Sail Date July 2009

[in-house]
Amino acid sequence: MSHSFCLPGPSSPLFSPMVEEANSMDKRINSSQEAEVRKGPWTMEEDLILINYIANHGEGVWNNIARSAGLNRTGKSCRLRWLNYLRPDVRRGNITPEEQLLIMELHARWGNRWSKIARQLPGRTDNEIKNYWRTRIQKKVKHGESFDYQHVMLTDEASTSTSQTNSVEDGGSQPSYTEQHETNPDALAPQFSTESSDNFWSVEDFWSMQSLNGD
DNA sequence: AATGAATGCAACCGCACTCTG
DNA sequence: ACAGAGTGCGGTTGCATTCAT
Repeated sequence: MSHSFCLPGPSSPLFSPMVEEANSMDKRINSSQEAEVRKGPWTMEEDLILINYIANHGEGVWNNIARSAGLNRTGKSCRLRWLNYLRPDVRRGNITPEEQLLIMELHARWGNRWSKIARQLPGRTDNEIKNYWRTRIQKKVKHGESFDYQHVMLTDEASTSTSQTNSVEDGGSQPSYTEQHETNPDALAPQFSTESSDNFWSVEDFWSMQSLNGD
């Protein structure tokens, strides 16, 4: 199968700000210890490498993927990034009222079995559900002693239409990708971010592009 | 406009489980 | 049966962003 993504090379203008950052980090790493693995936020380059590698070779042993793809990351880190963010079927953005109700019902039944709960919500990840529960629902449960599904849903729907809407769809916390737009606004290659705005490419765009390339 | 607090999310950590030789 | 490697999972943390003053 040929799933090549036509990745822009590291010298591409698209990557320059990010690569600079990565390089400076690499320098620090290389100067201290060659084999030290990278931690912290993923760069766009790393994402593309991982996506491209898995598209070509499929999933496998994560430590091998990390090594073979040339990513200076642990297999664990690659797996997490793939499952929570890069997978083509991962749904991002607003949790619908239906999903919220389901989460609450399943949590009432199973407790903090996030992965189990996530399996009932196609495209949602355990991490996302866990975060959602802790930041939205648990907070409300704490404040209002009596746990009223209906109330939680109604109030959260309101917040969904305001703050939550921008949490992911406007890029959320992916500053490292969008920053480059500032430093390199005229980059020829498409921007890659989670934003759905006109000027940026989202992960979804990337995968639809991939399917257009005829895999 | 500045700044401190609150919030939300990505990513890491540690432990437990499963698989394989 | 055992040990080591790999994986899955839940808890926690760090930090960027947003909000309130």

FLIGHT TO PORT OF EMBARKATION AND EMBARKATION All was well at the start of our adventure except that to avoid any potential problems, after departing Redlands, CA at 2:15 a.m. and dropping off our car at Wally Park and taking its tram ... Read More